Pauline Hanson has drawn a stinging rebuke from the Attorney-General after entering the Senate wearing a burqa.
The One Nation leader took her seat during question time yesterday wearing the Islamic veil before debate on banning full-face coverings in public.
Hanson removed the face covering to ask Attorney-General George Brandis a question about banning the burqa.
An angry Brandis said the government would not consider such a ban.
“I would caution and counsel you with respect to be very, very careful of the offence you may do to the religious sensibilities of other Australians,” he said.
The vast majority of Muslims in Australia were law-abiding, he said.
“To mock its religious garments is an appalling thing to do,” Brandis said.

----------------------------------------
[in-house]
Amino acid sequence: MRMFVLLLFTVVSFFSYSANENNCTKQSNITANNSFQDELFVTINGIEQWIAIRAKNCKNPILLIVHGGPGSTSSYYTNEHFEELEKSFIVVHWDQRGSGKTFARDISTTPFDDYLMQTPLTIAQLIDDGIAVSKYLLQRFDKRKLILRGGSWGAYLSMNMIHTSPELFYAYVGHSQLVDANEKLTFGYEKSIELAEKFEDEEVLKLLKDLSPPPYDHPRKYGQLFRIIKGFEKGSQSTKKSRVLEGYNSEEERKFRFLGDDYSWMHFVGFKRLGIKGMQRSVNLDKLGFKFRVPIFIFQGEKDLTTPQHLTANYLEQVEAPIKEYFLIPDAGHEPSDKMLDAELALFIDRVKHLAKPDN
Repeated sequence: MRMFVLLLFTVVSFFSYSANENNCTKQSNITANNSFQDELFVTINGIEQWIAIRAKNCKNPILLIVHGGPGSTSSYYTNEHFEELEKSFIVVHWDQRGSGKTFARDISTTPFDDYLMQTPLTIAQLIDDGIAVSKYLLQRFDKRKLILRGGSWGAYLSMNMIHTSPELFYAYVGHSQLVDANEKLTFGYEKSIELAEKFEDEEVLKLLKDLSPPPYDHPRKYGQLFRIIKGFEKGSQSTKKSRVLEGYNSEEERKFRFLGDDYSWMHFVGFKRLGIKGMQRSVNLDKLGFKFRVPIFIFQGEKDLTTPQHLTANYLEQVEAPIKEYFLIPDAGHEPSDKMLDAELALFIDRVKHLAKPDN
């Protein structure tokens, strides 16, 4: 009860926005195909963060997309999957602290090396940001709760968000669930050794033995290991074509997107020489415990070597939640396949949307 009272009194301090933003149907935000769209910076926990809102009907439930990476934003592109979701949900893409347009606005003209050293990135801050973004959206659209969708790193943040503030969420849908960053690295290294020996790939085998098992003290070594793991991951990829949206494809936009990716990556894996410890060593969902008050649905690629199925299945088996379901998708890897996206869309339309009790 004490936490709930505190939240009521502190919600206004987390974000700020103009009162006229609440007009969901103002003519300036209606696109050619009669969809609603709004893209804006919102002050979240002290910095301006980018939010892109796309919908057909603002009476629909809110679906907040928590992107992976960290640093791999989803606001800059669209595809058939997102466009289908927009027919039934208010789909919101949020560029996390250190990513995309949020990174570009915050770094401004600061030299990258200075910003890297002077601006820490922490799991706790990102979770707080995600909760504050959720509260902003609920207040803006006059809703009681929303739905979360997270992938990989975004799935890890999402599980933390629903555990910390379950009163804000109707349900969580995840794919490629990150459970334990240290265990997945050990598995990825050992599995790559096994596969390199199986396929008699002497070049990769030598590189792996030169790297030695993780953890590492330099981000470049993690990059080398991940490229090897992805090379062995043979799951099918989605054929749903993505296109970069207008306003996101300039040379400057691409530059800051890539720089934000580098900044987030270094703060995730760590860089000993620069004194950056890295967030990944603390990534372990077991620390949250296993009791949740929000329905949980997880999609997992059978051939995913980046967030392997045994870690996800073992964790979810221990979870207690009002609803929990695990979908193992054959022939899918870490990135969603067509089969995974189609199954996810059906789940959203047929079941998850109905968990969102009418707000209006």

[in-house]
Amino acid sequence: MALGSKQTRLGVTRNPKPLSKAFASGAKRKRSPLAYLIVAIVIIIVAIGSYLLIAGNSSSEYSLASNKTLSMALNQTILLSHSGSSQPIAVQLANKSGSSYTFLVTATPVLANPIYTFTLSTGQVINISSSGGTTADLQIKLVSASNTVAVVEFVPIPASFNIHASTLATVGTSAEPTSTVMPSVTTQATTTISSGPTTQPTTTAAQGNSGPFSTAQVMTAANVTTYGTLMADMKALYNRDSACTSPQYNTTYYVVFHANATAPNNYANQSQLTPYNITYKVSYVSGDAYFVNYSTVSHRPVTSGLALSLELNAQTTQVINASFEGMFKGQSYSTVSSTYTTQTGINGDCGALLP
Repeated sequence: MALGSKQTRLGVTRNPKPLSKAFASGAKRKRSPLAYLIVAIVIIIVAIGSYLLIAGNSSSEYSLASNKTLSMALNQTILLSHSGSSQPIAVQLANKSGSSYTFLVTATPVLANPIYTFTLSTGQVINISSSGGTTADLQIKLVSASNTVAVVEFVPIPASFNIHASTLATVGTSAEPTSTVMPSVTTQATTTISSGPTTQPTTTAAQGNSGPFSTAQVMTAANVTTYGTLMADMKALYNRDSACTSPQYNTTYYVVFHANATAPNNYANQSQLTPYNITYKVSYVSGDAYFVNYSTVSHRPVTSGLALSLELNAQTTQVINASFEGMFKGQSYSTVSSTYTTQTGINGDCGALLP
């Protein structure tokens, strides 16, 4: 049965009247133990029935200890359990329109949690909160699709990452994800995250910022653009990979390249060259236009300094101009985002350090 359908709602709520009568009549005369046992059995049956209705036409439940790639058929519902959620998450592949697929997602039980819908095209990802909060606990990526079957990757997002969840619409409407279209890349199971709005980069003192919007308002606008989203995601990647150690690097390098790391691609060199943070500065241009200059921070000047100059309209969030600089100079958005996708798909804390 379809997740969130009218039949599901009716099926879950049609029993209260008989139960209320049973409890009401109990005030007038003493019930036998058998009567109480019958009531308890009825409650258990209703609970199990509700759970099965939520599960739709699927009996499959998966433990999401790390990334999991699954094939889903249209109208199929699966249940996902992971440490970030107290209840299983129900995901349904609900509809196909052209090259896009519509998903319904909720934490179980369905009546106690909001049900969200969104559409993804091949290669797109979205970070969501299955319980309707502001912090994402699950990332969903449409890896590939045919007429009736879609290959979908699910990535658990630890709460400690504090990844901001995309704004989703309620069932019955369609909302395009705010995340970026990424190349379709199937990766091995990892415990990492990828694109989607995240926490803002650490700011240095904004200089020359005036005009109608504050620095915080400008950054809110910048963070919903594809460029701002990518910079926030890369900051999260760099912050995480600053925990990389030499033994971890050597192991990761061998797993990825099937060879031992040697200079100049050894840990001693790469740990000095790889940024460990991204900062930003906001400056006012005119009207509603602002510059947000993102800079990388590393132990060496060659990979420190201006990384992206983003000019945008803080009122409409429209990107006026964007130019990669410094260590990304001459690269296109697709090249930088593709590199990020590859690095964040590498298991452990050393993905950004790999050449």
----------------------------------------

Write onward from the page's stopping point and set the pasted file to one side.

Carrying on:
The admonishment received a standing ovation from Labor and Greens senators while coalition senators also applauded.
Hanson then left the chamber with her full-face covering in hand.
The stunt drew anger from the Opposition benches, with crossbencher Derryn Hinch questioning whether Hanson could remain in the chamber.
Senate president Stephen Parry said her identity was confirmed before she entered, and he would not dictate dress standards.
Labor senator Sam Dastyari, a non-practising Muslim, struck out at the stunt.
“The Senate has become a circus. Hanson is a disgrace. Government is weak and reliant on her vote. Pathetic,” he tweeted.
“FFS The day after even the Trump administration called One Nation a risk to religious freedom Hanson walks into parl in a burqa.”
His colleague Helen Polley described the stunt as insensitive and disrespectful, while independent senator Cory Bernardi also weighed in. “I did warn you that proroguing the Parliament was in national interest. Things are getting seriously weirder by the day,” he tweeted. AAP